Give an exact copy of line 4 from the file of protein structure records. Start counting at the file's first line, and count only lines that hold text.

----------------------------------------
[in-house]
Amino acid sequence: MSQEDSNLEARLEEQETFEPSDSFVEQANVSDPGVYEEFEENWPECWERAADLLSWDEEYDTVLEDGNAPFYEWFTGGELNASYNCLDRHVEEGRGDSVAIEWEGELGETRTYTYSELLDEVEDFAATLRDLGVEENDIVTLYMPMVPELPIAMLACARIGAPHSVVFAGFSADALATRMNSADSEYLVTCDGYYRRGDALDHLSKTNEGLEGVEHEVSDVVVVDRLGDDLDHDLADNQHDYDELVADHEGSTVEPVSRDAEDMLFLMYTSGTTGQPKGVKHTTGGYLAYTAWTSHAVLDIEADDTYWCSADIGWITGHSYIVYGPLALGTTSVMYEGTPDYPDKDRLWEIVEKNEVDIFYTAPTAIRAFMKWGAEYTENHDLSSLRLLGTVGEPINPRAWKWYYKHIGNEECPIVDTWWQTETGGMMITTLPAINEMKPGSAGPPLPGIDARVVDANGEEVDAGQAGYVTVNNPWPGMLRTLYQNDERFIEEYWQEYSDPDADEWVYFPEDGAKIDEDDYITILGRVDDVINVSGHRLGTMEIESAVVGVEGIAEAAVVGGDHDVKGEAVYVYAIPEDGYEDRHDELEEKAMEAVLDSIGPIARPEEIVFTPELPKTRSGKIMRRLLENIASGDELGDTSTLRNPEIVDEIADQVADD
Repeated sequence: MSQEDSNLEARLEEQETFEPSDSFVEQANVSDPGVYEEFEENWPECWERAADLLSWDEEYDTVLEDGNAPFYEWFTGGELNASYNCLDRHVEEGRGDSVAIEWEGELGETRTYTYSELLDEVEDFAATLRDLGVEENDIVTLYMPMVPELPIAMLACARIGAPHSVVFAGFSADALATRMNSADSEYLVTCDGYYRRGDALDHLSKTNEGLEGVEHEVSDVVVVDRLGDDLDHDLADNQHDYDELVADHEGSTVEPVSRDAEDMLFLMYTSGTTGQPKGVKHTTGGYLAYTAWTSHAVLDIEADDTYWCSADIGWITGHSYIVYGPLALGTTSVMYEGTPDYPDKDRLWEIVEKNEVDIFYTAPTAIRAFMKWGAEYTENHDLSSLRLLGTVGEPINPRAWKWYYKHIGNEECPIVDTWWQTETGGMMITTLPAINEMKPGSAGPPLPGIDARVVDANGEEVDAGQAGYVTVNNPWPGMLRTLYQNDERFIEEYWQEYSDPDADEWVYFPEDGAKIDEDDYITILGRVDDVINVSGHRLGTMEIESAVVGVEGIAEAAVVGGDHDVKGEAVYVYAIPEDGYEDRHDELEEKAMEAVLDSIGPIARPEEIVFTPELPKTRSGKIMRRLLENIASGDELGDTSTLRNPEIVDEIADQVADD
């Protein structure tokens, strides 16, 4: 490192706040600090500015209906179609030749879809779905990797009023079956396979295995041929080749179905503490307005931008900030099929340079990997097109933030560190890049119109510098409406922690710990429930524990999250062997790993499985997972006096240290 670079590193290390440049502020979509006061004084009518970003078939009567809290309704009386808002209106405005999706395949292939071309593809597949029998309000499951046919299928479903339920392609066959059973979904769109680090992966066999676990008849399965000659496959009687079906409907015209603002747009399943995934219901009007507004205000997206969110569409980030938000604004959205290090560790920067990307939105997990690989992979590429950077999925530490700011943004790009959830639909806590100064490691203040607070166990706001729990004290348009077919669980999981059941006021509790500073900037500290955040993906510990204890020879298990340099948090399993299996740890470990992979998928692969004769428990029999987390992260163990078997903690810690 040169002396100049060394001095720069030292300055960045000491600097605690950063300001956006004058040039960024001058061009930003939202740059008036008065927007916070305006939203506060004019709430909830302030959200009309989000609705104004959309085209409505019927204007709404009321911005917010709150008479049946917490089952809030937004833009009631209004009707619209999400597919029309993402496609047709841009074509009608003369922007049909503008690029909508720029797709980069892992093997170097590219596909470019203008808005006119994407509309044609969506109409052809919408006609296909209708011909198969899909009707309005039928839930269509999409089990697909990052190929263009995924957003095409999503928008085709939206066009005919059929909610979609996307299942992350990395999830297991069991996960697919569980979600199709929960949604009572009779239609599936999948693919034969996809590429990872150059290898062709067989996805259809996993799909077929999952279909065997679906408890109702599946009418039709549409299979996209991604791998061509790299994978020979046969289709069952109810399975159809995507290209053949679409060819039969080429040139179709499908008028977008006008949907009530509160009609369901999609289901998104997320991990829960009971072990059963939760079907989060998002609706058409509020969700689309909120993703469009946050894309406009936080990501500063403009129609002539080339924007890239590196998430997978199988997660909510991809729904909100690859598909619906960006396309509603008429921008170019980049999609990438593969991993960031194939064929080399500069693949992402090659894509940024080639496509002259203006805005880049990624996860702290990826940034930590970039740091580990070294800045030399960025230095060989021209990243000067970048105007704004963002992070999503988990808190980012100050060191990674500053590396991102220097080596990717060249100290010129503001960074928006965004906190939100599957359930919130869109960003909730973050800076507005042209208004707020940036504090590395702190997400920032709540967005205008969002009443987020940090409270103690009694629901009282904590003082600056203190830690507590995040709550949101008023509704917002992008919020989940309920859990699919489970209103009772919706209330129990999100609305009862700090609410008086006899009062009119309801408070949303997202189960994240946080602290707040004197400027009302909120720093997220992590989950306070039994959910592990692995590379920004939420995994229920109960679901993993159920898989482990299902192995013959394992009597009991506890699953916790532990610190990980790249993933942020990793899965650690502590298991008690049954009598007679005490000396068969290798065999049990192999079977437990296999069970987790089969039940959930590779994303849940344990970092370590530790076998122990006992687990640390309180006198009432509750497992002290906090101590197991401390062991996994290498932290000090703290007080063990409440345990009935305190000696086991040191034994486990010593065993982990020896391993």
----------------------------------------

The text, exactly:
């Protein structure tokens, strides 16, 4: 490192706040600090500015209906179609030749879809779905990797009023079956396979295995041929080749179905503490307005931008900030099929340079990997097109933030560190890049119109510098409406922690710990429930524990999250062997790993499985997972006096240290 670079590193290390440049502020979509006061004084009518970003078939009567809290309704009386808002209106405005999706395949292939071309593809597949029998309000499951046919299928479903339920392609066959059973979904769109680090992966066999676990008849399965000659496959009687079906409907015209603002747009399943995934219901009007507004205000997206969110569409980030938000604004959205290090560790920067990307939105997990690989992979590429950077999925530490700011943004790009959830639909806590100064490691203040607070166990706001729990004290348009077919669980999981059941006021509790500073900037500290955040993906510990204890020879298990340099948090399993299996740890470990992979998928692969004769428990029999987390992260163990078997903690810690 040169002396100049060394001095720069030292300055960045000491600097605690950063300001956006004058040039960024001058061009930003939202740059008036008065927007916070305006939203506060004019709430909830302030959200009309989000609705104004959309085209409505019927204007709404009321911005917010709150008479049946917490089952809030937004833009009631209004009707619209999400597919029309993402496609047709841009074509009608003369922007049909503008690029909508720029797709980069892992093997170097590219596909470019203008808005006119994407509309044609969506109409052809919408006609296909209708011909198969899909009707309005039928839930269509999409089990697909990052190929263009995924957003095409999503928008085709939206066009005919059929909610979609996307299942992350990395999830297991069991996960697919569980979600199709929960949604009572009779239609599936999948693919034969996809590429990872150059290898062709067989996805259809996993799909077929999952279909065997679906408890109702599946009418039709549409299979996209991604791998061509790299994978020979046969289709069952109810399975159809995507290209053949679409060819039969080429040139179709499908008028977008006008949907009530509160009609369901999609289901998104997320991990829960009971072990059963939760079907989060998002609706058409509020969700689309909120993703469009946050894309406009936080990501500063403009129609002539080339924007890239590196998430997978199988997660909510991809729904909100690859598909619906960006396309509603008429921008170019980049999609990438593969991993960031194939064929080399500069693949992402090659894509940024080639496509002259203006805005880049990624996860702290990826940034930590970039740091580990070294800045030399960025230095060989021209990243000067970048105007704004963002992070999503988990808190980012100050060191990674500053590396991102220097080596990717060249100290010129503001960074928006965004906190939100599957359930919130869109960003909730973050800076507005042209208004707020940036504090590395702190997400920032709540967005205008969002009443987020940090409270103690009694629901009282904590003082600056203190830690507590995040709550949101008023509704917002992008919020989940309920859990699919489970209103009772919706209330129990999100609305009862700090609410008086006899009062009119309801408070949303997202189960994240946080602290707040004197400027009302909120720093997220992590989950306070039994959910592990692995590379920004939420995994229920109960679901993993159920898989482990299902192995013959394992009597009991506890699953916790532990610190990980790249993933942020990793899965650690502590298991008690049954009598007679005490000396068969290798065999049990192999079977437990296999069970987790089969039940959930590779994303849940344990970092370590530790076998122990006992687990640390309180006198009432509750497992002290906090101590197991401390062991996994290498932290000090703290007080063990409440345990009935305190000696086991040191034994486990010593065993982990020896391993």